Today is the day that economists and traders have been waiting for. Right now 29 nations including the United States and the 28 countries that make up the European Union will be negotiating their biggest deal yet. The Transatlantic Trade and Investment Partnership will affect 30 percent of global commerce, eliminate $10.5 billion in tariffs, and boost trade by an estimated $280 billion a year. Industries in the EU and in America have already given the powers that be a list of changes they want to see by the end of 2014. Their 2014 end date is probably nothing more than wistful thinking, most of these talks can go on for years. The last trade deal the US made was with South Korea in 2006, and their talks didn’t conclude until 2011.
Agricultural commodities are going to be a big issue during the talks. Genetically modified foods will be hotly debated during the talk, and could end up causing delays since the US and EU seem to have very different takes on the issue. Big tobacco and the beef and poultry industry will be praying for lighter restrictions, and that they aren’t hit with heavier ones on the additives and chemicals they use on their products.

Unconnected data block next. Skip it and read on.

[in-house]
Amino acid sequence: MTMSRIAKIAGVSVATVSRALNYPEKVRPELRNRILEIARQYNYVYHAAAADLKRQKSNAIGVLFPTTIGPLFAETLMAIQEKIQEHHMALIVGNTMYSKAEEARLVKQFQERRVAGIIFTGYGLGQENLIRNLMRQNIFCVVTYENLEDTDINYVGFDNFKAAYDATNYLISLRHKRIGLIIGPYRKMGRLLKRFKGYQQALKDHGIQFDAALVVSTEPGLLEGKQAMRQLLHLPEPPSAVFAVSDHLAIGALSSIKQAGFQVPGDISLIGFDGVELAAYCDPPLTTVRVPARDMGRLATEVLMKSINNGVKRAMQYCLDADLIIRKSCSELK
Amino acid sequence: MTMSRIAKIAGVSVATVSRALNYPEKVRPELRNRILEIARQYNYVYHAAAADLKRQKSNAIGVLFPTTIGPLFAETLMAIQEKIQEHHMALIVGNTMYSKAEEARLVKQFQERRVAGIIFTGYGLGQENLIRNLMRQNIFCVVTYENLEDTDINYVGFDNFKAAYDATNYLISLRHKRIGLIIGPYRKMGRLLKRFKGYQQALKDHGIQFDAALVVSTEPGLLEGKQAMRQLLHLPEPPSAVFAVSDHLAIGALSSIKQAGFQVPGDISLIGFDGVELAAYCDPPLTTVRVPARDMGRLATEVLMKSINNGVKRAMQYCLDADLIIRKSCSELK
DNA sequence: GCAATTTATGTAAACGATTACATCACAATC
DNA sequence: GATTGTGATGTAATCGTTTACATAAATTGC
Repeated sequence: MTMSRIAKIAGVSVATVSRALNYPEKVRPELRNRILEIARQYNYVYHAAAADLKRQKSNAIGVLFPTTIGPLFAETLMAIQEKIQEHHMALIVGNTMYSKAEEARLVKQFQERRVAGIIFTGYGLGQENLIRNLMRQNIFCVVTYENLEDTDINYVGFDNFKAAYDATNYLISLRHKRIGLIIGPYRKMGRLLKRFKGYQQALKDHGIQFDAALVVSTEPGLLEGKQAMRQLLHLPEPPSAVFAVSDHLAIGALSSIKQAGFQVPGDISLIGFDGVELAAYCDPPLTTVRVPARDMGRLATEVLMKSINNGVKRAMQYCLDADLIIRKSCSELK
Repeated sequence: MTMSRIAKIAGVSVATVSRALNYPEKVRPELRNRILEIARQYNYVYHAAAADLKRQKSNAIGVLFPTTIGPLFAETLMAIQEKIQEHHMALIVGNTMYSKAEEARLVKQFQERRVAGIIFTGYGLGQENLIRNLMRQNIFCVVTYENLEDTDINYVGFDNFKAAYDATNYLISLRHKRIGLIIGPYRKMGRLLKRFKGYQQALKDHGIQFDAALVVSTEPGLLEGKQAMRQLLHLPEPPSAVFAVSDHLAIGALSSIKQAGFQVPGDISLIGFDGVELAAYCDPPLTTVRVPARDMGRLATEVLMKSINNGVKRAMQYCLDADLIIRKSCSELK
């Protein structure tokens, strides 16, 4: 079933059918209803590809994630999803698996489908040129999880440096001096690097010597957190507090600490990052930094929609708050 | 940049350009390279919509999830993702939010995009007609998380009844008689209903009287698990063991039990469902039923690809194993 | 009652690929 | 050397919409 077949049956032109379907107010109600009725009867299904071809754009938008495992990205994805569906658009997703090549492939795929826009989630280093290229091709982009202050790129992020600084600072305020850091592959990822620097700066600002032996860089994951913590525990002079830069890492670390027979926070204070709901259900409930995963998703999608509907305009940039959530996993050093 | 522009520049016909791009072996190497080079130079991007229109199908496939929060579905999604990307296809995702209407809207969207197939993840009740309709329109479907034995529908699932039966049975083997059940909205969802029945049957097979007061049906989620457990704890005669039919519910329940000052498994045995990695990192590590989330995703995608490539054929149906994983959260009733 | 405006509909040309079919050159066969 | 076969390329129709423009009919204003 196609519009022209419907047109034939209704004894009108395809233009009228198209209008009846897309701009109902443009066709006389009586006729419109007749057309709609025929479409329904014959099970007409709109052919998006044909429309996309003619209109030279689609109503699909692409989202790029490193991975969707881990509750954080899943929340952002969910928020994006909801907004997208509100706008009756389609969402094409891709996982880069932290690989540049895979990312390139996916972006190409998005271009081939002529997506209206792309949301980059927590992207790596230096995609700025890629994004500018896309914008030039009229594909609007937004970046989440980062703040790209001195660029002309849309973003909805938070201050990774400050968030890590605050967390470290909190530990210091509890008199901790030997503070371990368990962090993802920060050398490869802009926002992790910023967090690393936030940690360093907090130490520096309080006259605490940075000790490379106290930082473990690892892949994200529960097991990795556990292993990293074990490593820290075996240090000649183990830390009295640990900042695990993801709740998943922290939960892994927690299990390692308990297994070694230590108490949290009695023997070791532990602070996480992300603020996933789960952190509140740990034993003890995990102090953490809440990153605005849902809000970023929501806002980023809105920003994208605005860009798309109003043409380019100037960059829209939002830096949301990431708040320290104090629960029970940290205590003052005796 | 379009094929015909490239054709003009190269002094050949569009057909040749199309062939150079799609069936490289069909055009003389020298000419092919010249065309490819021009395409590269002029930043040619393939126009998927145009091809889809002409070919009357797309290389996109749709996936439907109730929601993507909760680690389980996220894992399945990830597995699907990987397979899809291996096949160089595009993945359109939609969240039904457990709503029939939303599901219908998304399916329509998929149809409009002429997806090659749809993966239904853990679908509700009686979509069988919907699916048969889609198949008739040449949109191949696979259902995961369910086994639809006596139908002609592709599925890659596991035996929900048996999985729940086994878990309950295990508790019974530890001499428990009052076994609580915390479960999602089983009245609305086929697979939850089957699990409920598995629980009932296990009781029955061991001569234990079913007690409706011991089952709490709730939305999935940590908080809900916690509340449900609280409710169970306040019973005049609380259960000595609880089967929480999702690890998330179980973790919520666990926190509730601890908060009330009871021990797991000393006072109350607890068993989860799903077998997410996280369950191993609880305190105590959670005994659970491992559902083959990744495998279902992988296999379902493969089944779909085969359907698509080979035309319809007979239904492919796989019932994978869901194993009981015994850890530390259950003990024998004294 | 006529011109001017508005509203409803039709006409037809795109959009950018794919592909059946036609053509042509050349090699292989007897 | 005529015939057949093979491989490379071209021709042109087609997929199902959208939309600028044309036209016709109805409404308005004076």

Transit and manufacturing are also big industries with a lot to gain or lose from the talks, but people are eager to see what both parties will say about laws pertaining to intellectual property and privacy. The PRISM scandal already has a lot of American allies unhappy, and France even tried to delay the talks because of their anger of the US’ expansive spy program (may not work out too well now that people know that France has had their own surveillance program going on for awhile). All we can do is it back, relax, and wait several months for the decision